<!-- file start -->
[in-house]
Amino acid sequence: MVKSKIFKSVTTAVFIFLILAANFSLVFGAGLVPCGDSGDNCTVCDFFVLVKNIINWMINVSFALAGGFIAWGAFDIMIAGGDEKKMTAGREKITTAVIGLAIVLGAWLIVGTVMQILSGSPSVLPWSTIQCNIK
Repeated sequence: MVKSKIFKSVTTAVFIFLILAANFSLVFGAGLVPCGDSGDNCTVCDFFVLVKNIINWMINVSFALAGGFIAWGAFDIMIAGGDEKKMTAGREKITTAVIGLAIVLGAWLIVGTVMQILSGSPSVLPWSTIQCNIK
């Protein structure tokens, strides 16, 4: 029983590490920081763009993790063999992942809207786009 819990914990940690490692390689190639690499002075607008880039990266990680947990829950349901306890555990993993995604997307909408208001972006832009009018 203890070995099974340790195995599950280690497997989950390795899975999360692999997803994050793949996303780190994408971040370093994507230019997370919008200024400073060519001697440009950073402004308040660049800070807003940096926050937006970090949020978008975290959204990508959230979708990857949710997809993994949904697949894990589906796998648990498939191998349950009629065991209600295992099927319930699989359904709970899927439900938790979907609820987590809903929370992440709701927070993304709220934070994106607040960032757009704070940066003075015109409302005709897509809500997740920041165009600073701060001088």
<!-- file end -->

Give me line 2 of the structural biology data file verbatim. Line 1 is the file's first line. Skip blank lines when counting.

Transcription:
Amino acid sequence: MVKSKIFKSVTTAVFIFLILAANFSLVFGAGLVPCGDSGDNCTVCDFFVLVKNIINWMINVSFALAGGFIAWGAFDIMIAGGDEKKMTAGREKITTAVIGLAIVLGAWLIVGTVMQILSGSPSVLPWSTIQCNIK